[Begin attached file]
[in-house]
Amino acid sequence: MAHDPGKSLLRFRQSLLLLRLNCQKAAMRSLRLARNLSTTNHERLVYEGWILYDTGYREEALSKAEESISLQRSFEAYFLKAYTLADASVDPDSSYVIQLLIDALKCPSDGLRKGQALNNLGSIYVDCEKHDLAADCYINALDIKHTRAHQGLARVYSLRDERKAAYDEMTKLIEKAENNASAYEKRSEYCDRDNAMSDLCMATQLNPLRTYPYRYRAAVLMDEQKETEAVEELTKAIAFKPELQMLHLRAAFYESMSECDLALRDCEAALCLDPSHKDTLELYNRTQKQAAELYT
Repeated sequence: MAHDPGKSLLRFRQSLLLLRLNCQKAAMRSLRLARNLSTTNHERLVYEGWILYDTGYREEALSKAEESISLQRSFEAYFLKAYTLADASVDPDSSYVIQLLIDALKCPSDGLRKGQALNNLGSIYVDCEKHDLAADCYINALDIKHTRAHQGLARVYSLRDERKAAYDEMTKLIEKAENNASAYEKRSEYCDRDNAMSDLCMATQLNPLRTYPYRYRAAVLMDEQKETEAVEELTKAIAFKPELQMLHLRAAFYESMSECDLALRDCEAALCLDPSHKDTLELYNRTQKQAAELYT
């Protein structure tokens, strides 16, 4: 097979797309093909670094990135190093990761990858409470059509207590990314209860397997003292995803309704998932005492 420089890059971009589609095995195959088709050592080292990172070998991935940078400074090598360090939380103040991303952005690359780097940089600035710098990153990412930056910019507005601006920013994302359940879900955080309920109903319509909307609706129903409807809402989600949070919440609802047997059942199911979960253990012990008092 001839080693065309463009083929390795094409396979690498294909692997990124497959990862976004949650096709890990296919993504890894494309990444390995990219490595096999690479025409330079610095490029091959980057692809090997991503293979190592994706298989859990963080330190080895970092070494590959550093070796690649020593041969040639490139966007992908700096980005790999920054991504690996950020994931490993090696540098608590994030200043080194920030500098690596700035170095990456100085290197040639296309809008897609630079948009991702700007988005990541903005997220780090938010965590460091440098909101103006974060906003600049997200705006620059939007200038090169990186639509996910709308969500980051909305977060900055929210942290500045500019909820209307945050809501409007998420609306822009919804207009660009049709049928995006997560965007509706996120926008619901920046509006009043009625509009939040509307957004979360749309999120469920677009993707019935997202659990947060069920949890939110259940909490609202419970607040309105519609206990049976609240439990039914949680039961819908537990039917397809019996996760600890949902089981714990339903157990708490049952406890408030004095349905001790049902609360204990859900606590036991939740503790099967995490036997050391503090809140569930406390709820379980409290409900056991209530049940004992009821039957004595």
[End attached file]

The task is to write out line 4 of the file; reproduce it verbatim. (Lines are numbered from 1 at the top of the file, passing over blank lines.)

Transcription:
């Protein structure tokens, strides 16, 4: 097979797309093909670094990135190093990761990858409470059509207590990314209860397997003292995803309704998932005492 420089890059971009589609095995195959088709050592080292990172070998991935940078400074090598360090939380103040991303952005690359780097940089600035710098990153990412930056910019507005601006920013994302359940879900955080309920109903319509909307609706129903409807809402989600949070919440609802047997059942199911979960253990012990008092 001839080693065309463009083929390795094409396979690498294909692997990124497959990862976004949650096709890990296919993504890894494309990444390995990219490595096999690479025409330079610095490029091959980057692809090997991503293979190592994706298989859990963080330190080895970092070494590959550093070796690649020593041969040639490139966007992908700096980005790999920054991504690996950020994931490993090696540098608590994030200043080194920030500098690596700035170095990456100085290197040639296309809008897609630079948009991702700007988005990541903005997220780090938010965590460091440098909101103006974060906003600049997200705006620059939007200038090169990186639509996910709308969500980051909305977060900055929210942290500045500019909820209307945050809501409007998420609306822009919804207009660009049709049928995006997560965007509706996120926008619901920046509006009043009625509009939040509307957004979360749309999120469920677009993707019935997202659990947060069920949890939110259940909490609202419970607040309105519609206990049976609240439990039914949680039961819908537990039917397809019996996760600890949902089981714990339903157990708490049952406890408030004095349905001790049902609360204990859900606590036991939740503790099967995490036997050391503090809140569930406390709820379980409290409900056991209530049940004992009821039957004595």